Some members of Hawaii’s visitor industry have started scaling up operations as the state gets its first chance to boost tourism since COVID-19 fears and lockdowns collapsed travel demand.
The lifting of the interisland quarantine on June 16 will make a difference for hotels that have remained open during the pandemic. It’s also expected to create additional demand for some airlines and other transportation companies, food and beverage providers, the activities and attractions industry and all of their suppliers.
The number of visitors coming into Hawaii has been ramping up since Monday, when Gov. David Ige announced an end date for the interisland quarantine. But it’s hardly enough to sustain the tourism industry or those who rely on it.
On Thursday, 546 visitors came to Hawaii, the most since the quarantine began 10 weeks ago.
Kelly Hoen, area general manager for Outrigger Reef Waikiki Beach Resort and Outrigger Waikiki Beach Resort, said the reopening of interisland travel will allow Outrigger Waikiki to build on “staycation” traffic from Oahu locals, which started about three weeks ago.
“They’ve really been enjoying the opportunity to be outside of their home in a place that they feel safe,” Hoen said. “Interisland bookings have now doubled our occupancy. It’s still at a very low level, but we’ve been bringing workers back as we see reservations build and some of the restrictions being lifted.”
Still, few of the 130 or so Hawaii hotels that closed amid the COVID-19 drop in travel demand and tourism lockdowns are likely to reopen just for interisland travelers, said Keith Vieira, principal of KV & Associates, Hospitality Consulting. Most will wait to reopen when the state lifts the mandatory 14-day self-quarantine for trans-Pacific passengers that began March 26 and is expected to run beyond its current June 30 expiration, Vieira said.
Bob Hampton, chairman of the board of Waikiki Beach Activities, said many other tourism-dependent businesses could delay reopening too.
“We can have our staff on deck for a July 15 reopening of the entire tourism industry, but not for the lifting of the interisland quarantine. There simply won’t be enough business,” said Hampton, whose company provides beach services to visitors and locals who frequent Waikiki. “Of course, if the government loses some of its paranoia, ultimately that will help too.”
Craig Anderson, vice president of operations for Mauna Kea Resort, said some of its restaurants may reopen if there’s enough demand when the interisland quarantine lifts, but the resort will wait longer to house guests.
“Our math shows that we need to be in the 25% to 30% occupancy range to lose less money than we are losing being closed,” he said.
Anderson said he’s already got 40% occupancy on the books for July, which will dissipate if the state doesn’t lift the trans-Pacific quarantine and the airlines don’t restore enough service to make it convenient for guests to get to the neighbor islands again.
“Just tell us if the restarting date is going to be July 15, Aug. 1 or Sept. 1,” Anderson said. “We need the ability to plan and partner with the airlines. We’ve also got thousands of employees sitting on the sidelines not knowing what happens next.”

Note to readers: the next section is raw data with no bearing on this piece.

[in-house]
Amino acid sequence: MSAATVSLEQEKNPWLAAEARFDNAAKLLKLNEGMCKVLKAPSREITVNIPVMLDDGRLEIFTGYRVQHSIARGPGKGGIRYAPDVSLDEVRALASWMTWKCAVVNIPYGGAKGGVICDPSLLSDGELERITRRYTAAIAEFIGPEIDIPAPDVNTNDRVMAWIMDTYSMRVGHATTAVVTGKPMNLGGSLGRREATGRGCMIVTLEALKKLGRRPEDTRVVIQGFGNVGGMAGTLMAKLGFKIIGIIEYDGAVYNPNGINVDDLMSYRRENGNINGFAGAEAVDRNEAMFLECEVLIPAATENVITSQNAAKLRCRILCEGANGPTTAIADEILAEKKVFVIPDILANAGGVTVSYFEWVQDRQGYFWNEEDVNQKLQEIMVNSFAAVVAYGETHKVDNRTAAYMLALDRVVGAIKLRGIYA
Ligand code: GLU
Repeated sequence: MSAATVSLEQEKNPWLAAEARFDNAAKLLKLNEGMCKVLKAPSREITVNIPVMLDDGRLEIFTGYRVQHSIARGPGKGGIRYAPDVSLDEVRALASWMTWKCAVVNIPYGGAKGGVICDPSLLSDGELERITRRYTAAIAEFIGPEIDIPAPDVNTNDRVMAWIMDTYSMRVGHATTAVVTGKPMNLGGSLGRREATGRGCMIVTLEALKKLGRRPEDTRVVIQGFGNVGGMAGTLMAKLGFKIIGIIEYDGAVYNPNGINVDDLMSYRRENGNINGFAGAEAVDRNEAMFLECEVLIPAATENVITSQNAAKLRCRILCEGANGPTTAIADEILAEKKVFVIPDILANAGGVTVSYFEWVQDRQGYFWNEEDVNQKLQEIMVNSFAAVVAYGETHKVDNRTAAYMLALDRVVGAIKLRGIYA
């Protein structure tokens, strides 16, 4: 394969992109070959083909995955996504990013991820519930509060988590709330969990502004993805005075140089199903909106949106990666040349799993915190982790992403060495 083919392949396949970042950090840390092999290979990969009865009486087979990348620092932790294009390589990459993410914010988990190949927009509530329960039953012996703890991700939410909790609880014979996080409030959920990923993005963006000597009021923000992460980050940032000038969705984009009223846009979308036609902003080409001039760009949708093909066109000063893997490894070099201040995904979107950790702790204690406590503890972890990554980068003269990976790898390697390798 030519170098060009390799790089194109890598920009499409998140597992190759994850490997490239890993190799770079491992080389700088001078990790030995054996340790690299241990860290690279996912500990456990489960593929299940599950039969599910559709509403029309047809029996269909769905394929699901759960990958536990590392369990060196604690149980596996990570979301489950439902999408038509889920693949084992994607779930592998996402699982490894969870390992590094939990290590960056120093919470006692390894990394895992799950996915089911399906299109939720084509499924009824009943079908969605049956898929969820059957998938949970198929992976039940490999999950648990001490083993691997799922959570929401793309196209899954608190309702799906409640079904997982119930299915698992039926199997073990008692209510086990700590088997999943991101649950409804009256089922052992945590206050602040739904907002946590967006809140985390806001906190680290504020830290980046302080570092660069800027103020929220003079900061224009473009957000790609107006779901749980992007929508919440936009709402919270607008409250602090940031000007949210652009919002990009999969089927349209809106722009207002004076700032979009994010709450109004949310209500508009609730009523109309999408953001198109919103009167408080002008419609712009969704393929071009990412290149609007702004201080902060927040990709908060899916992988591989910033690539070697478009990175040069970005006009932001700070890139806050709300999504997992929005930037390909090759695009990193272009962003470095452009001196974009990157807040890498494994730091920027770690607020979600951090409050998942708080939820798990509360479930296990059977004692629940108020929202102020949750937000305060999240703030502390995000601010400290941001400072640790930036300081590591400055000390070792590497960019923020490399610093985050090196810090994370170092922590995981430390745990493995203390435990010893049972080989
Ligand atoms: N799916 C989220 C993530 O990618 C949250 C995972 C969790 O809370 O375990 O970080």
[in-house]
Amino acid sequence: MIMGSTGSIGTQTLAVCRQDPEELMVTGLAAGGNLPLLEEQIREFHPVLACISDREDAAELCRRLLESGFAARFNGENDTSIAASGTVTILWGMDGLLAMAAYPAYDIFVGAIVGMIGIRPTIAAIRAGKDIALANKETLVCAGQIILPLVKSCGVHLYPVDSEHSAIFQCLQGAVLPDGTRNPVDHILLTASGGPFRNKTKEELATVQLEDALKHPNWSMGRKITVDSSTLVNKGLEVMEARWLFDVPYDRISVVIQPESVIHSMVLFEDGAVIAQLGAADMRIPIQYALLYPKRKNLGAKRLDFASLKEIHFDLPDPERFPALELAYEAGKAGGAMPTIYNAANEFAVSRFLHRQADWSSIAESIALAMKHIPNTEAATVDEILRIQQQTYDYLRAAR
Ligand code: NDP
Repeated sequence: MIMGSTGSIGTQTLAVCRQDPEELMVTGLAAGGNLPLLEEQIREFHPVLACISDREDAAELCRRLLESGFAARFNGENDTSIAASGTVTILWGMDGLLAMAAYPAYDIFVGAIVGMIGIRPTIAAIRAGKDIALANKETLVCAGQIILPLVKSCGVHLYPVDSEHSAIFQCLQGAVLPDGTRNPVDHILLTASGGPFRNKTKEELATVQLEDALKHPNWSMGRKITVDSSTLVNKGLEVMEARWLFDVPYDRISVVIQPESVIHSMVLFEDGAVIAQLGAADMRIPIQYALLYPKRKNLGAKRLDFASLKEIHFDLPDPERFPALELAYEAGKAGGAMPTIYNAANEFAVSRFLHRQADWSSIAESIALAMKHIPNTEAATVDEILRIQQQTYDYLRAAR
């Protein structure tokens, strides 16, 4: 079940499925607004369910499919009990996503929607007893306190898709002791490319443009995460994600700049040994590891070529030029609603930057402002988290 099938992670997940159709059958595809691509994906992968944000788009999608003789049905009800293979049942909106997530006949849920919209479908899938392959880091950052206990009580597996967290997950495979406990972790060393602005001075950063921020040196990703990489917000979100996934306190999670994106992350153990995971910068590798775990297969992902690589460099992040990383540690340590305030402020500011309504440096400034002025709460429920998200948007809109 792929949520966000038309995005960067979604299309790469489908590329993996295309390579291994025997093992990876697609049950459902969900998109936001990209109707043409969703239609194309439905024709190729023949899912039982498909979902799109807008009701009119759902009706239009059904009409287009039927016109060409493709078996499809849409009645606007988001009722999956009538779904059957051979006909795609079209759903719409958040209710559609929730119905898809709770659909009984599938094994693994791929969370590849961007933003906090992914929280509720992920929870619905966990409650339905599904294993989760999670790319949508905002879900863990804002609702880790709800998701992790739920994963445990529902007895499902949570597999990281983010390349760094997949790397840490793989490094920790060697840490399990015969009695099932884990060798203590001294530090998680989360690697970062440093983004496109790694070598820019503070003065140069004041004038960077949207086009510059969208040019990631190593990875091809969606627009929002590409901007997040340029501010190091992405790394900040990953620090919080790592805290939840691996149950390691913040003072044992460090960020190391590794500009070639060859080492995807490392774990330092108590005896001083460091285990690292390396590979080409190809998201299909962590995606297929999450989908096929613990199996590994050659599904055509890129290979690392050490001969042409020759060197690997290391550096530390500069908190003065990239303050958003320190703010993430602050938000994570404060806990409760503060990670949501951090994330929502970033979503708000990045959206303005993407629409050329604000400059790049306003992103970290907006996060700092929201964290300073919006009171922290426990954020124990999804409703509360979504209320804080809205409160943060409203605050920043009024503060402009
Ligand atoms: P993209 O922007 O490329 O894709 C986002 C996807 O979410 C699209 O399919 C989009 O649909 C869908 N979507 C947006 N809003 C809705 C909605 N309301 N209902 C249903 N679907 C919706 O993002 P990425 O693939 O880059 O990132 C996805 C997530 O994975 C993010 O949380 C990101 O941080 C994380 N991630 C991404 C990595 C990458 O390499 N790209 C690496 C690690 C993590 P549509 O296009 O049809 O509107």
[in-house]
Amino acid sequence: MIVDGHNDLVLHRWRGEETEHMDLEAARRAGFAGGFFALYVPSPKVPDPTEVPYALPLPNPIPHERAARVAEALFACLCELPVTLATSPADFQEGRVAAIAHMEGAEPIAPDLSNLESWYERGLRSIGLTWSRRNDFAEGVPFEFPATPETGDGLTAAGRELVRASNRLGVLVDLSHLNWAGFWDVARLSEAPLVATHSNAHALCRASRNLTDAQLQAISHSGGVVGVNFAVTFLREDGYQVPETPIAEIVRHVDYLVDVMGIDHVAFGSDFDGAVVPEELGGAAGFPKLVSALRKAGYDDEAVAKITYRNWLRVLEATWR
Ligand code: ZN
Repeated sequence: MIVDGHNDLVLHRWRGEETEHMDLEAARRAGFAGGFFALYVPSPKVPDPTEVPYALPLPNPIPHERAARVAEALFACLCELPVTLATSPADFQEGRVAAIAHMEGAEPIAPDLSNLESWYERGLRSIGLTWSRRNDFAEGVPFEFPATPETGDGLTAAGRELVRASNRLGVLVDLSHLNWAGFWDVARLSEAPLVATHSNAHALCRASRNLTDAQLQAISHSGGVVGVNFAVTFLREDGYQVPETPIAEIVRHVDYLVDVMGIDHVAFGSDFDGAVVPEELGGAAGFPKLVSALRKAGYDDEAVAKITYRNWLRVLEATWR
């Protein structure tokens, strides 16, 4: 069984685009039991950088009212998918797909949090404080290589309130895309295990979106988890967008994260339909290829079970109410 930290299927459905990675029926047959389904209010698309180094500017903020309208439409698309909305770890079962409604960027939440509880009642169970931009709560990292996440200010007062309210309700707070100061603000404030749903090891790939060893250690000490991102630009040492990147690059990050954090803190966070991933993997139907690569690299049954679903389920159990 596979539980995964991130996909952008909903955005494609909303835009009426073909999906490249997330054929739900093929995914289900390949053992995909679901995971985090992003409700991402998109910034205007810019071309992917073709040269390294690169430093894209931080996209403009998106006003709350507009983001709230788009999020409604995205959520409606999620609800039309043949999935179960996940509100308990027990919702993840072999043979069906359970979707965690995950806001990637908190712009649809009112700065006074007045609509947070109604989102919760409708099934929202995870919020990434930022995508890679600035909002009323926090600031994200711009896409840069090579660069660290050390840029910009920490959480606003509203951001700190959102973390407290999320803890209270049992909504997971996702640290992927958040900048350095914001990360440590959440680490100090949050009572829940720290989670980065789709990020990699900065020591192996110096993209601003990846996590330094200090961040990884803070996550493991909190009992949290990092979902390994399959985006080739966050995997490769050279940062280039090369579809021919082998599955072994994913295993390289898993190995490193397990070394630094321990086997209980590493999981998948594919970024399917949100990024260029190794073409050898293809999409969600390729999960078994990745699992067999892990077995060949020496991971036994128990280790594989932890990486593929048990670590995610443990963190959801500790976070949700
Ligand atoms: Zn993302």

Hawaiian Airlines spokesman Alex Da Silva said effective June 16, the carrier will increase interisland seats by 18%, or 700 more seats per day.
“We will provide up to six daily round trips between Honolulu and Lihue, Kona and Hilo, and up to nine daily round trips between Honolulu and Kahului,” Da Silva said in an email. “We also continue to offer two daily round trips between Honolulu and Molokai and Lanai. We will continue to closely watch demand and adjust as needed.”
At the moment, Hawaiian’s cash burn is approximately $3 million a day, he said. Setting a date to lift the trans-Pacific quarantine would help the carrier plan its network and schedule crew and aircraft to be ready to resume routes, while giving guests more time to plan future travel, Da Silva said.
“We haven’t placed our trans-Pacific fleet in long-term storage and would be able to resume service within a few days,” he said. “We believe there will be demand for leisure travel as people will be ready to take a vacation after months of being at home. Our residents would also be more likely to travel outside the state without a quarantine on the return home. How much demand we experience will depend on people’s financial ability to travel.”
Ige said Monday that he would make an announcement next week about a future date to reopen tourism on a broader scale. While some in the industry have speculated Ige could lift the trans-Pacific quarantine as early as July 15, others have said that date could be pushed back due to caution over how the racism-inspired rioting across the U.S. could impact the spread of COVID-19.
Finding a balance is complicated. Hawaii’s geographical isolation and passenger quarantines have made it one of the least impacted by COVID-19 cases and deaths. However, some fear reopening tourism will lead to a second wave of infections.
Opinions vary on whether new safety protocols and proper hygiene practices are enough to reopen Hawaii tourism safely or if some combination of testing, contact tracing, thermal screening and tourism lockdowns must be included.
Coronavirus cases have increased some as Hawaii has reopened parts of the local economy. On Friday, the state Department of Health reported nine COVID-19 cases, including six new ones on Oahu. Two of those cases were linked to Kalakaua Gardens, an independent living, assisted living and skilled nursing care facility in Waikiki, where two employees tested positive for COVID-19.
The new tally brings the statewide total to 664 cases and 17 deaths since Feb. 28. The last time Hawaii saw as many as six new cases was April 22. That’s prompted Hawaii health officials to warn residents to continue social distancing and frequent hand washing, wear masks and stay home when sick.